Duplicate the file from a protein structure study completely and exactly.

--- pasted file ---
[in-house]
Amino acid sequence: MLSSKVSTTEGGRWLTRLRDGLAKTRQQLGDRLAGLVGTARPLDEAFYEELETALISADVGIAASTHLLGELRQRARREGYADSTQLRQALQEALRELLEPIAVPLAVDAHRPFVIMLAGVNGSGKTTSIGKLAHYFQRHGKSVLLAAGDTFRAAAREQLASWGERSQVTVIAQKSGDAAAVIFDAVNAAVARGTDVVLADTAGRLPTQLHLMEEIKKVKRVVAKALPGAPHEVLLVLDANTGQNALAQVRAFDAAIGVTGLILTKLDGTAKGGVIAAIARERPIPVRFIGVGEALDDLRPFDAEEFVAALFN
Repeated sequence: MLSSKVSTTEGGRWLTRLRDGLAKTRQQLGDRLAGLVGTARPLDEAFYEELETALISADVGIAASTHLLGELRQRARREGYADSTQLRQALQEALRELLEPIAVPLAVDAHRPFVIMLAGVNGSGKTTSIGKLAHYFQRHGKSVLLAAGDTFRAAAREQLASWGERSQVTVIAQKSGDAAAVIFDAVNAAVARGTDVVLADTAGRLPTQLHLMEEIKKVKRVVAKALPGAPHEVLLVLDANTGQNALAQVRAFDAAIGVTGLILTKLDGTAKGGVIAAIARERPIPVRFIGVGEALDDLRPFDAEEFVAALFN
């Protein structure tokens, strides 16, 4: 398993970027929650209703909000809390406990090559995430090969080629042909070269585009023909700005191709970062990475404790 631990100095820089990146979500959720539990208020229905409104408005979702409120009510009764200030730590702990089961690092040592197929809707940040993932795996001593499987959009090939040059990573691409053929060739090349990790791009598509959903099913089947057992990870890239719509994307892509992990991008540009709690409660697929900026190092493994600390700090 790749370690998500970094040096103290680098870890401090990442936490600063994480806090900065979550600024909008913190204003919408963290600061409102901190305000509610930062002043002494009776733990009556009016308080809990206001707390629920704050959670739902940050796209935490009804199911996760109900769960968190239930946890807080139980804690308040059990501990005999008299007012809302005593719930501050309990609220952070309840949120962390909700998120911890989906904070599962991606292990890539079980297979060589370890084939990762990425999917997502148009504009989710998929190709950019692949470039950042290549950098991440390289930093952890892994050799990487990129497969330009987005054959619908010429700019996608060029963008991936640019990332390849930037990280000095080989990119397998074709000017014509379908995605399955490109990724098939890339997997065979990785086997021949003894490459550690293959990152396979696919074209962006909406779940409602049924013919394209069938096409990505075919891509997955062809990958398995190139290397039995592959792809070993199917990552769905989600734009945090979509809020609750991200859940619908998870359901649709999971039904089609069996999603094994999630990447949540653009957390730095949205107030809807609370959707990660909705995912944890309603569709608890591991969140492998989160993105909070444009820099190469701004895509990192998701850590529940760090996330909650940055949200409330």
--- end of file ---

[in-house]
Amino acid sequence: MLSSKVSTTEGGRWLTRLRDGLAKTRQQLGDRLAGLVGTARPLDEAFYEELETALISADVGIAASTHLLGELRQRARREGYADSTQLRQALQEALRELLEPIAVPLAVDAHRPFVIMLAGVNGSGKTTSIGKLAHYFQRHGKSVLLAAGDTFRAAAREQLASWGERSQVTVIAQKSGDAAAVIFDAVNAAVARGTDVVLADTAGRLPTQLHLMEEIKKVKRVVAKALPGAPHEVLLVLDANTGQNALAQVRAFDAAIGVTGLILTKLDGTAKGGVIAAIARERPIPVRFIGVGEALDDLRPFDAEEFVAALFN
Repeated sequence: MLSSKVSTTEGGRWLTRLRDGLAKTRQQLGDRLAGLVGTARPLDEAFYEELETALISADVGIAASTHLLGELRQRARREGYADSTQLRQALQEALRELLEPIAVPLAVDAHRPFVIMLAGVNGSGKTTSIGKLAHYFQRHGKSVLLAAGDTFRAAAREQLASWGERSQVTVIAQKSGDAAAVIFDAVNAAVARGTDVVLADTAGRLPTQLHLMEEIKKVKRVVAKALPGAPHEVLLVLDANTGQNALAQVRAFDAAIGVTGLILTKLDGTAKGGVIAAIARERPIPVRFIGVGEALDDLRPFDAEEFVAALFN
């Protein structure tokens, strides 16, 4: 398993970027929650209703909000809390406990090559995430090969080629042909070269585009023909700005191709970062990475404790 631990100095820089990146979500959720539990208020229905409104408005979702409120009510009764200030730590702990089961690092040592197929809707940040993932795996001593499987959009090939040059990573691409053929060739090349990790791009598509959903099913089947057992990870890239719509994307892509992990991008540009709690409660697929900026190092493994600390700090 790749370690998500970094040096103290680098870890401090990442936490600063994480806090900065979550600024909008913190204003919408963290600061409102901190305000509610930062002043002494009776733990009556009016308080809990206001707390629920704050959670739902940050796209935490009804199911996760109900769960968190239930946890807080139980804690308040059990501990005999008299007012809302005593719930501050309990609220952070309840949120962390909700998120911890989906904070599962991606292990890539079980297979060589370890084939990762990425999917997502148009504009989710998929190709950019692949470039950042290549950098991440390289930093952890892994050799990487990129497969330009987005054959619908010429700019996608060029963008991936640019990332390849930037990280000095080989990119397998074709000017014509379908995605399955490109990724098939890339997997065979990785086997021949003894490459550690293959990152396979696919074209962006909406779940409602049924013919394209069938096409990505075919891509997955062809990958398995190139290397039995592959792809070993199917990552769905989600734009945090979509809020609750991200859940619908998870359901649709999971039904089609069996999603094994999630990447949540653009957390730095949205107030809807609370959707990660909705995912944890309603569709608890591991969140492998989160993105909070444009820099190469701004895509990192998701850590529940760090996330909650940055949200409330």